Speaking to Israel’s Channel 10 television, Kerry said the deal wouldn’t affect American options to counter any possible effort by Iran to build atomic weapons.

 

He also said he did not believe Israel would surprise the United States by attacking Iran without prior consultation, because of the “huge” potential implications.

“I say to every Israeli that today we have the ability to stop [the Iranians] if they decided to move quickly to a bomb. And I absolutely guarantee that in the future we will have the ability to know what they are doing, so that we can still stop them if they decided to move to a bomb,” Kerry said.

Israeli Prime Minister Benjamin Netanyahu has been one of the harshest critics of the US-led framework deal with the Islamic Republic, which offers it sanctions relief in exchange for scaling back its contested nuclear program.

 
 

Israel considers a nuclear-armed Iran an existential threat, citing hostile Iranian rhetoric toward the Jewish state, Iran’s missile capabilities and its support for terrorist groups. In an apparent direct response to Kerry’s comments, Netanyahu said Sunday that the emerging deal “endangers Israel, it endangers the region, it endangers the world, the entire world in my opinion. So I think it’s very important to insist on a better deal.”

Kerry was adamant, nonetheless, that the criticism is misplaced, and that the deal emphatically benefits Israel. “We will not sign a deal that does not close off Iran’s pathways to a bomb and that doesn’t give us the confidence — to all of our experts, in fact to global experts — that we will be able to know what Iran is doing and prevent them from getting a nuclear weapon,” Kerry told Channel 10.

The emerging deal “will in fact protect Israel,” he said, and he vowed that the US “will never disappoint Israel.”

Kerry made clear that the US maintained all its options, including the military option, to thwart Iran.

He did not directly rule out the possibility of Israeli military action, but he said he did not believe Israel would attack independently of the US. Asked whether he thought he might “wake up one morning” to find that Israel had launched an offensive in Iran, Kerry said: “Obviously, for the most part that’s hypothetical, until we know what the circumstances are where that choice might or might not be made.”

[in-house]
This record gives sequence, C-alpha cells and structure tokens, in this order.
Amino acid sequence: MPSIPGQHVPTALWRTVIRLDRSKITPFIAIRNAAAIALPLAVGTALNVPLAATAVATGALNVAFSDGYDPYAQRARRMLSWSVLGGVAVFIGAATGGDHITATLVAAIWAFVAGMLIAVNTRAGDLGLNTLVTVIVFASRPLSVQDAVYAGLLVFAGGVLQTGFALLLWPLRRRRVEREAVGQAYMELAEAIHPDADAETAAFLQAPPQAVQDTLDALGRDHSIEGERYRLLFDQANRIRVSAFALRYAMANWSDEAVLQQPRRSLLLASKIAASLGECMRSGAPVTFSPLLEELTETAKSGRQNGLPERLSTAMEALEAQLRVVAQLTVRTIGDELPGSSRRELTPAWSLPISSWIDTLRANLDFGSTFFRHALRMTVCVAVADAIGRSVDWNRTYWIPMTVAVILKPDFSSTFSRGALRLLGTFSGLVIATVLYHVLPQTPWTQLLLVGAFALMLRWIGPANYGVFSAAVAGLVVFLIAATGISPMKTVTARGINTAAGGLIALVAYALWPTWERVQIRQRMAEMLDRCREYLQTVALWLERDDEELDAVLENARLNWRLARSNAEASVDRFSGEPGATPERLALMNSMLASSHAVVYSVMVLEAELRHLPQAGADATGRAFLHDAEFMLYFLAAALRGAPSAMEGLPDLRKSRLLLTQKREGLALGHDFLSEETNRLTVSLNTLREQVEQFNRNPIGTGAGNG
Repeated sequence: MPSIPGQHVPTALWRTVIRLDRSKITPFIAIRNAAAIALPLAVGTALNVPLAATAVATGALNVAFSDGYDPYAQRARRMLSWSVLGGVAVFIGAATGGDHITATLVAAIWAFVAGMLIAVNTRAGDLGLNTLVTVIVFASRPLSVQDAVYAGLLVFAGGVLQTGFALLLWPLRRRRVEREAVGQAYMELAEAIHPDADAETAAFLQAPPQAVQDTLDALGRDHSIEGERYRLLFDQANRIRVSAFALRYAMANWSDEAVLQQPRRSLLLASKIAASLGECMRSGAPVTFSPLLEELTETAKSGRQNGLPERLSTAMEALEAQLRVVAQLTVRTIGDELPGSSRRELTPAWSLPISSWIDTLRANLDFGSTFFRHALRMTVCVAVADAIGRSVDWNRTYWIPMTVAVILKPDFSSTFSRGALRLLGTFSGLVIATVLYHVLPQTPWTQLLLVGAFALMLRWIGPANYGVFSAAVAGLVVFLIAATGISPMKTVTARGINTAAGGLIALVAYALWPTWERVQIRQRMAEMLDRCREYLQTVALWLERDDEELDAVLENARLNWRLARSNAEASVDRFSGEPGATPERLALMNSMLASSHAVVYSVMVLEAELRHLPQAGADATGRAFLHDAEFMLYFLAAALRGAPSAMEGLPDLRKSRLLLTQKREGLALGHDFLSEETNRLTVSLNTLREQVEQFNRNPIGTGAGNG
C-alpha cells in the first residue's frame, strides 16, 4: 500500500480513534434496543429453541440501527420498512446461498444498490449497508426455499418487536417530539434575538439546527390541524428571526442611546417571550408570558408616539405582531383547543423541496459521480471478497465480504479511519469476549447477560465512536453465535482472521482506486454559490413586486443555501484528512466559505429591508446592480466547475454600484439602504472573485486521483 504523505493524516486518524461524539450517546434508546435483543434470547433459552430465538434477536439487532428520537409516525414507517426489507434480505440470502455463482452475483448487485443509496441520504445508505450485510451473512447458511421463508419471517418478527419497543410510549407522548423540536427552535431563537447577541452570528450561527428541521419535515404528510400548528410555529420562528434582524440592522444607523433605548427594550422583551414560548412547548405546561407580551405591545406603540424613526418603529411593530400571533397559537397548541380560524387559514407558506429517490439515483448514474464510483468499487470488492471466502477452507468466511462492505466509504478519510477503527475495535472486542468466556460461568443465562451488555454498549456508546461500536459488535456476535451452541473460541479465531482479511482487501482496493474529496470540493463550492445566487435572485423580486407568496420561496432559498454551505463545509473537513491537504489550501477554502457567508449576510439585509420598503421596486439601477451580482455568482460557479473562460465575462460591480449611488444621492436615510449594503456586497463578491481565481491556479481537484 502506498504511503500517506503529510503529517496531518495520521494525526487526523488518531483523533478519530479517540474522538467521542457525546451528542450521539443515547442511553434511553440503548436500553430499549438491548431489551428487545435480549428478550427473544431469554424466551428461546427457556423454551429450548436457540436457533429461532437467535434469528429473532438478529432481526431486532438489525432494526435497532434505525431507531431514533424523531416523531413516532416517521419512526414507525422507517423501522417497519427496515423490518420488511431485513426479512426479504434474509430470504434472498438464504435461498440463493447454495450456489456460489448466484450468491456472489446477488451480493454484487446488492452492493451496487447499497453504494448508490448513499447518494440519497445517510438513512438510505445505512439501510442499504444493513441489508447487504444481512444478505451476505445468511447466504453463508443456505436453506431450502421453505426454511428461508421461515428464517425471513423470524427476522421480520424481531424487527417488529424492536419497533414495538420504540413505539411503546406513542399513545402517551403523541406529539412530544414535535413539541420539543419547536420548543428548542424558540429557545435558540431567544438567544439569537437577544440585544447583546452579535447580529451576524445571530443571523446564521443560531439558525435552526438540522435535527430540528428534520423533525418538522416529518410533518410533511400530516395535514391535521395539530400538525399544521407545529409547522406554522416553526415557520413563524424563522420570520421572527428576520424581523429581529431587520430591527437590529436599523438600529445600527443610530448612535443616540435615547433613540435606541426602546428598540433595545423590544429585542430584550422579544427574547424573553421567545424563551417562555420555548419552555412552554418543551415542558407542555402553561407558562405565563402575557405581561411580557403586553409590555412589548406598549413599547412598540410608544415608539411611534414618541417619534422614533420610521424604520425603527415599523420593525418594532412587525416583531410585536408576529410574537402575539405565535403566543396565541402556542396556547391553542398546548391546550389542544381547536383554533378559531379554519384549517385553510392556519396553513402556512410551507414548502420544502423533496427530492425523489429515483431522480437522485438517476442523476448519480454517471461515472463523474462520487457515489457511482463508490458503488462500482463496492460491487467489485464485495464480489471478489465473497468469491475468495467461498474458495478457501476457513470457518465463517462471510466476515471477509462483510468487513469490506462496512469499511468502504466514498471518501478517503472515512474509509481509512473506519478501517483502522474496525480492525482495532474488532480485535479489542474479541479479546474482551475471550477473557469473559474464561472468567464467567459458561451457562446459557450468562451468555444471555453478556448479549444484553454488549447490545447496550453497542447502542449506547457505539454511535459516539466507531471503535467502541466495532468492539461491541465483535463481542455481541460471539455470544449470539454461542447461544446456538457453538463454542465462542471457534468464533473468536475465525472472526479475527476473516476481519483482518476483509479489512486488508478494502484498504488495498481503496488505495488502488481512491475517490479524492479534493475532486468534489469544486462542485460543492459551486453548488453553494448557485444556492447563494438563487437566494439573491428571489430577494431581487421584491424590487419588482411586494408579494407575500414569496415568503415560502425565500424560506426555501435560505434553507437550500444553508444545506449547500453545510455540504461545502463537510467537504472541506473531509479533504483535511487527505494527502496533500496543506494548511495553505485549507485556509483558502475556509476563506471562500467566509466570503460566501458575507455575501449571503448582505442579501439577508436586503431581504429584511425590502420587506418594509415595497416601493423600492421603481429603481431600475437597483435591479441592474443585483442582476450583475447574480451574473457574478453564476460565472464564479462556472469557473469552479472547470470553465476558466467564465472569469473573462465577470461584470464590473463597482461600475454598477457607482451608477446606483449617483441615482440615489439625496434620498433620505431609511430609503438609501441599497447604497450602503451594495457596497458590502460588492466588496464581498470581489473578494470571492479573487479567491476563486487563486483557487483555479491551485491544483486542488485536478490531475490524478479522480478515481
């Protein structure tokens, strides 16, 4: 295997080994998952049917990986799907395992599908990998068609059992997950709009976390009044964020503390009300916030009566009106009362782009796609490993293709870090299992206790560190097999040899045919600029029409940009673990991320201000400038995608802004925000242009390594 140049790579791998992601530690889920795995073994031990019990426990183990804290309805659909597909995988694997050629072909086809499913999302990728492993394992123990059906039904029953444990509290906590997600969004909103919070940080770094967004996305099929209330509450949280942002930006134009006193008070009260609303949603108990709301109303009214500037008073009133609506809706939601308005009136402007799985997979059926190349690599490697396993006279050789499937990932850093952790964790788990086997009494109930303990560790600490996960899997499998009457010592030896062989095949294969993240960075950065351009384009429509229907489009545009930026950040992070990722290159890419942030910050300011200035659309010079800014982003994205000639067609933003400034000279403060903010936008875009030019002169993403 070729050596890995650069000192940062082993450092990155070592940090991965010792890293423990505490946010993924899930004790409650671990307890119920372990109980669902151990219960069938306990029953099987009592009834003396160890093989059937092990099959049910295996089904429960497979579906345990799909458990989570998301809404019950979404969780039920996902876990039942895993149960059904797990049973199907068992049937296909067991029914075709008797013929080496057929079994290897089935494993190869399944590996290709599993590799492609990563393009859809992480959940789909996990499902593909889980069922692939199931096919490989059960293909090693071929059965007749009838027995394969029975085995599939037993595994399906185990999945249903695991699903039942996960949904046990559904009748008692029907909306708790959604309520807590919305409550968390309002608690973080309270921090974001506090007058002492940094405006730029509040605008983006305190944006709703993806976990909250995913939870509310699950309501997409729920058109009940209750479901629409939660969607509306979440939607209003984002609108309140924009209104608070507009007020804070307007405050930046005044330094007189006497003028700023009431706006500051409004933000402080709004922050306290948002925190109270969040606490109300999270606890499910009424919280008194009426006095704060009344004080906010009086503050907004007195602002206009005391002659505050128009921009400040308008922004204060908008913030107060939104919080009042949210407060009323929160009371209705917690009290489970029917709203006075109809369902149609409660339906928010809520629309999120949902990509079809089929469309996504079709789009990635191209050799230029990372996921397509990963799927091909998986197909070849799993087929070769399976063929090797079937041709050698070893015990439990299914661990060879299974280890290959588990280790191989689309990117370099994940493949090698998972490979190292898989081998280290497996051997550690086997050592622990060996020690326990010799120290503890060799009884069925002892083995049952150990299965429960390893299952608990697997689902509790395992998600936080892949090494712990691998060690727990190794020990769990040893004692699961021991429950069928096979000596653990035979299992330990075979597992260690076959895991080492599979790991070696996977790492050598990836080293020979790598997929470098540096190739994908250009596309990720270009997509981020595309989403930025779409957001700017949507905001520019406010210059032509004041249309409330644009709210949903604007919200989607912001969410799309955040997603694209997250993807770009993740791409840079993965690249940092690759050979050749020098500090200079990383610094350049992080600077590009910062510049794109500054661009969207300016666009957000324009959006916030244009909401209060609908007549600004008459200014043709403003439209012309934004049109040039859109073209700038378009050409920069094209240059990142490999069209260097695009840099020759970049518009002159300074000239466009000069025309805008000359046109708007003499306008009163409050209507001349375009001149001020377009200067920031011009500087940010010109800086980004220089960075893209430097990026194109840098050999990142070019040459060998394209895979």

He went on: “I do not believe frankly that Israel… that we’d wake up one morning and find that. I believe our relationship with Israel is such that the prime minister would talk to us at considerable length, because we would be deeply involved in what would happen as an aftermath, and there are huge implications to that.”

Netanyahu believes the potential deal leaves intact too much of Iran’s contested nuclear program, including research facilities and advanced centrifuges capable of enriching uranium, a key ingredient in building an atomic bomb.

“We will have inspectors in there every single day; that is not a 10-year deal, that is forever,” Kerry countered. “There is a lot of hysteria about this deal. People really need to look at the facts, and they need to look at the science of what is behind those facts.”

Kerry was robust and insistent in highlighting the Obama administration’s support for Israel. “Every week we step up to defend Israel in one forum or another in the world,” he said, citing the UN, the ICC and other institutions. “We constantly are voting, working, pushing in order to push back against unfair, biased, bigoted, degrading, inappropriate assaults on Israel’s sovereignty, integrity, and we stand up for it,” he said.

 

“In fact,” he went on, “we’re even being kicked out of entities at the UN now because we stand up [for Israel]. And we have a law that says if the Palestinians do something, then we would not pay our dues. Well guess what? Because of that we’re losing our vote in UNESCO.” He said the US had asked Netanyahu “to give us a waiver so that we can at least be able to defend Israel [at UNESCO].”

Kerry noted without elaboration that the administration had “designed and deployed a weapon that has the ability to deal with Iran’s nuclear program.” That, he said, was just one mark of “an administration and a government and a country that will stand by Israel way into the future.”

“No administration in American history has literally done as much,’ he said, “to try to help Israel in so many ways.”

President Barack Obama “wants a strong and normal relationship with the government and the prime minister,” he said.

He denied that Netanyahu’s speech to both houses of Congress in early March had sparked a crisis in ties — “I don’t think there is a crisis,” he said, though he acknowledged a flare-up over the procedure by which that speech was arranged.

 

And he didn’t accept there was poor chemistry between Netanyahu and Obama: “I don’t get into the chemistry,” he said. “I’m not here to be psychologist or psychobabble-ist. My job as secretary of state is to work with our allies and our friends. And Israel is a great ally and a great friend.”

“I am confident that the relationship between the president and the prime minster will be viewed… as one that is operating on all the critical issues,” Kerry said.

Channel 2 reported Sunday that Netanyahu told Kerry to hold off on a visit to Israel earlier this year until after a coalition is formed.

Kerry had wanted to visit in an effort to reignite peace talks between Israelis and Palestinians, and possibly to compel Netanyahu to meet previous promises regarding a two-state solution. Netanyahu responded by asking Kerry to arrive only after a new government is formed, according to Channel 2. Kerry himself acknowledged that he had planned to visit “sooner” but would now do so in the coming weeks.